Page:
Sublime and beautiful reflections on the French revolution, or the man in the moon at large
Print shows Edmund Burke sitting at a desk on a crescent moon, holding a quill pen, an open "pamphlet" and an inkwell are on the desk, broken chains hang from his wrists; a scene on the front of the desk, labeled "French Revolution" shows a woman holding a liberty cap and a crown, standing on a man holding a chain.
Title from item.
Catalogue of prints and drawings in the British Museum. Division I, political and personal satires, v. 6, no. 7689
Forms part of: British Cartoon Prints Collection (Library of Congress).
It wasn't really until the 1700s that caricature truly blossomed as a form of political criticism. In the late 1750s, a man named Thomas Townshend began using the techniques employed by earlier engravers and applying them towards a political model. This gave Thompson's cartoons a much greater feeling of propaganda than previous artistic critiques of the time. The intense political climate of the period, and often accusatory nature of most political cartoons forced many artists to use pseudonyms in order to avoid accusations of libel. Other artists took it a step farther, and left their cartoons completely unsigned, foregoing any credit they may have received. Political higher-ups were notoriously touchy about their reputations and were not afraid to make examples of offenders. Puck was the first successful humor magazine in the United States of colorful cartoons, caricatures and political satire of the issues of the day. It was published from 1871 until 1918.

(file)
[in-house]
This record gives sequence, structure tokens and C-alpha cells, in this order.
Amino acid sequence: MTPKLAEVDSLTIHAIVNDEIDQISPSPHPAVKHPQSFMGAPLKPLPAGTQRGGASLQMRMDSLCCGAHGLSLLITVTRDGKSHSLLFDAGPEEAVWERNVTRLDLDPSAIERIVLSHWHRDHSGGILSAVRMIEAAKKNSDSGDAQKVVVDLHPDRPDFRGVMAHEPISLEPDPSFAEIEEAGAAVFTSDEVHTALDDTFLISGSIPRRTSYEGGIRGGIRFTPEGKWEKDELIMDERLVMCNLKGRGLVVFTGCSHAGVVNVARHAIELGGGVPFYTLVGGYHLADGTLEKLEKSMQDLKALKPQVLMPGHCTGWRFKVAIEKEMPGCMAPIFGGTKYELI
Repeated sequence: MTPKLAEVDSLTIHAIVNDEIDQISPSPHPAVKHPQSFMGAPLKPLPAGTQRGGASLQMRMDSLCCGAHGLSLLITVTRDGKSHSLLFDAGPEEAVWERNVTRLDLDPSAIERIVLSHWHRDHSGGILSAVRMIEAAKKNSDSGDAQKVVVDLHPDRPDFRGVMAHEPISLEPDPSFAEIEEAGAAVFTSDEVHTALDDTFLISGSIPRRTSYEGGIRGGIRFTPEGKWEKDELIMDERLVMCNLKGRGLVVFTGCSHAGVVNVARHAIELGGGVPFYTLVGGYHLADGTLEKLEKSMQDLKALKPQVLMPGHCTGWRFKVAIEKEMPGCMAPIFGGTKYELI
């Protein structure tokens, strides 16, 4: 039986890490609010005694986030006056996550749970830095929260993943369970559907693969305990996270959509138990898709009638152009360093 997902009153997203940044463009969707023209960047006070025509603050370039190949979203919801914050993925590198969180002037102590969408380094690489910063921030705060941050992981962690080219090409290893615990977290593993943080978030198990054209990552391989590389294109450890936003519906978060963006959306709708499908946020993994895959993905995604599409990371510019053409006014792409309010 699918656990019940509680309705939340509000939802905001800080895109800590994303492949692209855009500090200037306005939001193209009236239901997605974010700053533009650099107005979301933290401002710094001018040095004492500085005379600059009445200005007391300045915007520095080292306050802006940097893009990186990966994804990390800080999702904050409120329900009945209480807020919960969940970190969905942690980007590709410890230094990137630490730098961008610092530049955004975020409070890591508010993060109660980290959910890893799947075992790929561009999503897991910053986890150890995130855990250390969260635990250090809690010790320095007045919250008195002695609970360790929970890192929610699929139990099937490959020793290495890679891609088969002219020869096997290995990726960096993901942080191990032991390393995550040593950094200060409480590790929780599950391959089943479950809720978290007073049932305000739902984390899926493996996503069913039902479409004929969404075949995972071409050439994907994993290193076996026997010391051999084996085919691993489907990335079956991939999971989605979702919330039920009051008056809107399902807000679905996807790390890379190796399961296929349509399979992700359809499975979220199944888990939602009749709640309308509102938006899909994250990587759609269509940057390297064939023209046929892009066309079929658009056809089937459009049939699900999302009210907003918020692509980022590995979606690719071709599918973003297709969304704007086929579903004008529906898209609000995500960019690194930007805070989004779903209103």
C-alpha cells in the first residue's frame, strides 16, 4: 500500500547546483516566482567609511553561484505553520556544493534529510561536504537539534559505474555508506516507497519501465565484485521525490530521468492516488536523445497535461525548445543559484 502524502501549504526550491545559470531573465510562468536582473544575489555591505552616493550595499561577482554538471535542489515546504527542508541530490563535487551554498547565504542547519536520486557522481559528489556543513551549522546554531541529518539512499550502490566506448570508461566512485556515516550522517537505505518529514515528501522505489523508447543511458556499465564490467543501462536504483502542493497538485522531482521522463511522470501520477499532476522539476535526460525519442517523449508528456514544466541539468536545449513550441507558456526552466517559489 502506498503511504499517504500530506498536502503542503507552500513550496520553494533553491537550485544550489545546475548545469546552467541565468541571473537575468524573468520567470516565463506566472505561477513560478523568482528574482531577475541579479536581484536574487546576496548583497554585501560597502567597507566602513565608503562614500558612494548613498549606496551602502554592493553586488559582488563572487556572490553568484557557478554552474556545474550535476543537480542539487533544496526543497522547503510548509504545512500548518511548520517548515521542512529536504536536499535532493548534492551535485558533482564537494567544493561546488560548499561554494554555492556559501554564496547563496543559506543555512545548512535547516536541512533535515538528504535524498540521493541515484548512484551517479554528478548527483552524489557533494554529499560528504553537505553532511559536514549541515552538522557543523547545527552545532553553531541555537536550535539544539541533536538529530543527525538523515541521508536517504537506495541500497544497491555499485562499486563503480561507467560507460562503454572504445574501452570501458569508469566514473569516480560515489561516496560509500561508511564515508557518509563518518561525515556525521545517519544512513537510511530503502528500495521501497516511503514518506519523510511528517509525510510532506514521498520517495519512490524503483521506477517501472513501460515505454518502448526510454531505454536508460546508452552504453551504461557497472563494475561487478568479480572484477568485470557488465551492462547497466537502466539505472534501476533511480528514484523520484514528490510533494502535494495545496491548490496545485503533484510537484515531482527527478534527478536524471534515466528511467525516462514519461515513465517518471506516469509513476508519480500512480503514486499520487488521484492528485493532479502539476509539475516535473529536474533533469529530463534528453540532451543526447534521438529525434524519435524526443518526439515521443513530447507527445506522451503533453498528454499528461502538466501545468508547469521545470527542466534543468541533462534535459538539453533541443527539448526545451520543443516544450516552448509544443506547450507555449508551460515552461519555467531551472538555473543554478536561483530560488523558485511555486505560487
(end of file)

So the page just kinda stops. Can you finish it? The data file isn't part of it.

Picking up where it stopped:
Hey diddle diddle, The cat and the fiddle, The cow jumped over the moon; The little dog laughed to see such sport, And the dish ran away with the spoon. /A nursery rhyme from the 1700's /